13 years ago
Michael Seeligson

The Texas State Board of Educational Certification has created a plan to issue temporary teaching certificates to anyone who can pass its test.


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The new bill allows anyone to teach in the classroom, provided the individual can pass a criminal records check and holds a bachelor’s degree.

Many would argue that the temporary teaching certificates are good for the public educational situation statewide. Schools are in bad shape and some former professionals in the classroom could provide valuable life experience to students.

To a certain extent, the supporters of this plan are right. The professionals turned teachers will be able to fill teaching positions and the background checks will ensure that criminals are not running classrooms.

But as a student pursuing an educational certification, this plan does not seem like a step in the right direction.

I have talked to other students who took the certification exam, and it is supposedly difficult. The exam tests the teacher’s subject field, as well as the concepts of classroom management and student interaction.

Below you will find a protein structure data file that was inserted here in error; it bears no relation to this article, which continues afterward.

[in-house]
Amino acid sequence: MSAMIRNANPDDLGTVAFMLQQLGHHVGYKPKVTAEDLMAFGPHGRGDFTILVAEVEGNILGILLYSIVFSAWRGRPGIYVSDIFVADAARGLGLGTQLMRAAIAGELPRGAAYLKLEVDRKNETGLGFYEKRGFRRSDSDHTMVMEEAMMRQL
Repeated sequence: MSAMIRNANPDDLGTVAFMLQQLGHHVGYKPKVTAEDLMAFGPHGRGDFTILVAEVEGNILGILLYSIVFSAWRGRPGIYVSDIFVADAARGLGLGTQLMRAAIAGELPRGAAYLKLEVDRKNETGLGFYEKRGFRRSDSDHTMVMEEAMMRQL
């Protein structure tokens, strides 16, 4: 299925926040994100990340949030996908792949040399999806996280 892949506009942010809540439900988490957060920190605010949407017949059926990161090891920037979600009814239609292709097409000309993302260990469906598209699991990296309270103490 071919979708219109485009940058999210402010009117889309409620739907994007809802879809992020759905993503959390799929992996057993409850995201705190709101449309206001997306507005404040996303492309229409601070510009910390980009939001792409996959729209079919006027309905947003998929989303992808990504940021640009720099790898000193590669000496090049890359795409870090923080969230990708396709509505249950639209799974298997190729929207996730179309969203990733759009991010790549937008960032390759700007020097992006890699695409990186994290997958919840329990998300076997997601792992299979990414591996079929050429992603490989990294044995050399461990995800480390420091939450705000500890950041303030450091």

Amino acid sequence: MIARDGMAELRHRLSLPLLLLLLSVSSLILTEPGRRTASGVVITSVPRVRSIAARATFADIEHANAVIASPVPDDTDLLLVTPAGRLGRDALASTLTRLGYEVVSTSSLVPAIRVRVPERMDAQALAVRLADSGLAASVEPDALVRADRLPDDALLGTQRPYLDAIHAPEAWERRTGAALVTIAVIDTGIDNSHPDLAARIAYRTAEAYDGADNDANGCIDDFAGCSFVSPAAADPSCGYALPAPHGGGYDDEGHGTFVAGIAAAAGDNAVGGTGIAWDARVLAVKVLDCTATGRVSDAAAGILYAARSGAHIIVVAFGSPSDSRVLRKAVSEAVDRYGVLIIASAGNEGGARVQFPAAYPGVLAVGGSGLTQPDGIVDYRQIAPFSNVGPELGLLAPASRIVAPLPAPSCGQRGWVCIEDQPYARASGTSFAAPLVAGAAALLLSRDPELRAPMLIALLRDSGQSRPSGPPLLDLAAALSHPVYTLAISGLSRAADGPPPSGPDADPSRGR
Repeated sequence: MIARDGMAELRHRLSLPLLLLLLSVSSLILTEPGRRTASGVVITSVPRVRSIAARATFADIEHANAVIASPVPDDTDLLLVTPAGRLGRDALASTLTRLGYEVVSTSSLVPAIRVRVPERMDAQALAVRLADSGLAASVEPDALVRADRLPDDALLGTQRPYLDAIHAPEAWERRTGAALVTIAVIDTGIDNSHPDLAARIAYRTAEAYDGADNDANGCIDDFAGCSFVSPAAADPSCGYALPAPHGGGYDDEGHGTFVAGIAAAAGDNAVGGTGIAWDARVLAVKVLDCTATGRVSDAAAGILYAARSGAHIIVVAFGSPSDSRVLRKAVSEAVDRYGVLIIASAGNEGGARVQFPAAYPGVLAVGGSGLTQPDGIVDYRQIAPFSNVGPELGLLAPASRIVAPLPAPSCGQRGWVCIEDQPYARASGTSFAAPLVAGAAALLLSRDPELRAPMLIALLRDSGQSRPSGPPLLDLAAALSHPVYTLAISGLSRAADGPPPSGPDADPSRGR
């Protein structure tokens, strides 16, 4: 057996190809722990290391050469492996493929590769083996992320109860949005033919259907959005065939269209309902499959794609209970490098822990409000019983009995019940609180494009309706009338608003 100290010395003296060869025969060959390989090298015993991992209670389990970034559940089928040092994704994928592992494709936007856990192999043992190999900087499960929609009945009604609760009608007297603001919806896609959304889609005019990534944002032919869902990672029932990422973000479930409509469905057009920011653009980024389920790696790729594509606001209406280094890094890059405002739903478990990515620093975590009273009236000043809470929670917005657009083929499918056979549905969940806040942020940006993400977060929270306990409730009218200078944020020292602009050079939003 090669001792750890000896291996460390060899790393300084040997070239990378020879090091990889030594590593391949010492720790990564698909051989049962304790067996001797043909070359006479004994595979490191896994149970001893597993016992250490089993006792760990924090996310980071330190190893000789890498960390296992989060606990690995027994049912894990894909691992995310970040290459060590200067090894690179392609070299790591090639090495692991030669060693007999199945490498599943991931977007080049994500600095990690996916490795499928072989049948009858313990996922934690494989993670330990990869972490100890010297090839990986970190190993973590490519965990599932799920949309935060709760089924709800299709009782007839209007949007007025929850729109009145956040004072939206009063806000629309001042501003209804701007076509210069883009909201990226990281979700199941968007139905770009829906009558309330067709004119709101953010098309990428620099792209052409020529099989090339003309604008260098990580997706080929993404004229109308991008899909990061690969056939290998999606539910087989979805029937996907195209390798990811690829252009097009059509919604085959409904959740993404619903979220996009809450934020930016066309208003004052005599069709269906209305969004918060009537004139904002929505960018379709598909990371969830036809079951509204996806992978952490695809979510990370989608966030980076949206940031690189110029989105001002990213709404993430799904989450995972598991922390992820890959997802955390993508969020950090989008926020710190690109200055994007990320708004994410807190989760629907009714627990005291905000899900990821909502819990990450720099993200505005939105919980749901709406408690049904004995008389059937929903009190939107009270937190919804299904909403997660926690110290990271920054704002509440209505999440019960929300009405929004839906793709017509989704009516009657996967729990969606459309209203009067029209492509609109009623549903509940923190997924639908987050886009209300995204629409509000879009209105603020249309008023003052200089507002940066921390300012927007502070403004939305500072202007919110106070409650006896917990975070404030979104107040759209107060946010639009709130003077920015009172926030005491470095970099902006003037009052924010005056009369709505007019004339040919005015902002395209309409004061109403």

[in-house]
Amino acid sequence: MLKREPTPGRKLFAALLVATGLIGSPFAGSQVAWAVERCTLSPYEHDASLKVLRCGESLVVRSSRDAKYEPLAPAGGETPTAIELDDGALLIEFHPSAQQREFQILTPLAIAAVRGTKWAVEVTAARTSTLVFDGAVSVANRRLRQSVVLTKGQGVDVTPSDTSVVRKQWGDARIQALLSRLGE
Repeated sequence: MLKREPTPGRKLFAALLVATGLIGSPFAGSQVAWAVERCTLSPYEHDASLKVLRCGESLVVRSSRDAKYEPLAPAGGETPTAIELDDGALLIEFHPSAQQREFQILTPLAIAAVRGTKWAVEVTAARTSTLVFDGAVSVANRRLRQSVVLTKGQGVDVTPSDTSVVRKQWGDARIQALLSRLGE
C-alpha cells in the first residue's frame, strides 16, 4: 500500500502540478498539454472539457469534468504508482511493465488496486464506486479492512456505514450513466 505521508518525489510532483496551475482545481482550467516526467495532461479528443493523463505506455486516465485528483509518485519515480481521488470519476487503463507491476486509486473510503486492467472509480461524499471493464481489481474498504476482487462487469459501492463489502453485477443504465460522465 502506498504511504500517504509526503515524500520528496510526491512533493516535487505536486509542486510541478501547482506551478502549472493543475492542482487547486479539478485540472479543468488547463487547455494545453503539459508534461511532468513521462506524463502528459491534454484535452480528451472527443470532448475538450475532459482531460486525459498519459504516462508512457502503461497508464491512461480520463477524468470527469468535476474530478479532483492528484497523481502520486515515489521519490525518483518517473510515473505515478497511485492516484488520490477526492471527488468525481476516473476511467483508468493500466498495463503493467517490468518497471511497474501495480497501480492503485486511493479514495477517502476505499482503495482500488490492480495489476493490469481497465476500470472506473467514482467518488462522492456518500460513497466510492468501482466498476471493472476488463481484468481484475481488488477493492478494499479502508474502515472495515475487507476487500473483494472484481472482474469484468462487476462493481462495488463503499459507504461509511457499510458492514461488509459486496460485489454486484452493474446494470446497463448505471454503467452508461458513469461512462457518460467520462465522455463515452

Though I have not taken the examination myself, it probably does a good job of making sure that the future teacher’s know their stuff.

But teaching is about more than just performing well on a test. It is about hundreds of individual connections between the teacher and the student. It is about raising children and providing an encouraging learning environment.

You cannot test that.

You cannot determine whether or not a teacher will yell at the children based on the bubbles he marked on a scantron.

A standardized test may be able to measure an individual’s intellectual knowledge of how to react in a given classroom confrontation, but it cannot measure an individual’s ability to implement that knowledge.

With the new policy, the SBEC has provided a way to fill holes in current teaching rosters across the state.

But in doing so, it has placed the responsibility of training teachers squarely on the shoulders of the school districts, many of which don’t have enough money to teach the children properly, much less train green teachers.

And though the plan may have good intentions, I am afraid Texas will rely more and more on temporary teachers. I am afraid the temporary patch for a teacher shortage will become ingrained in the state educational system.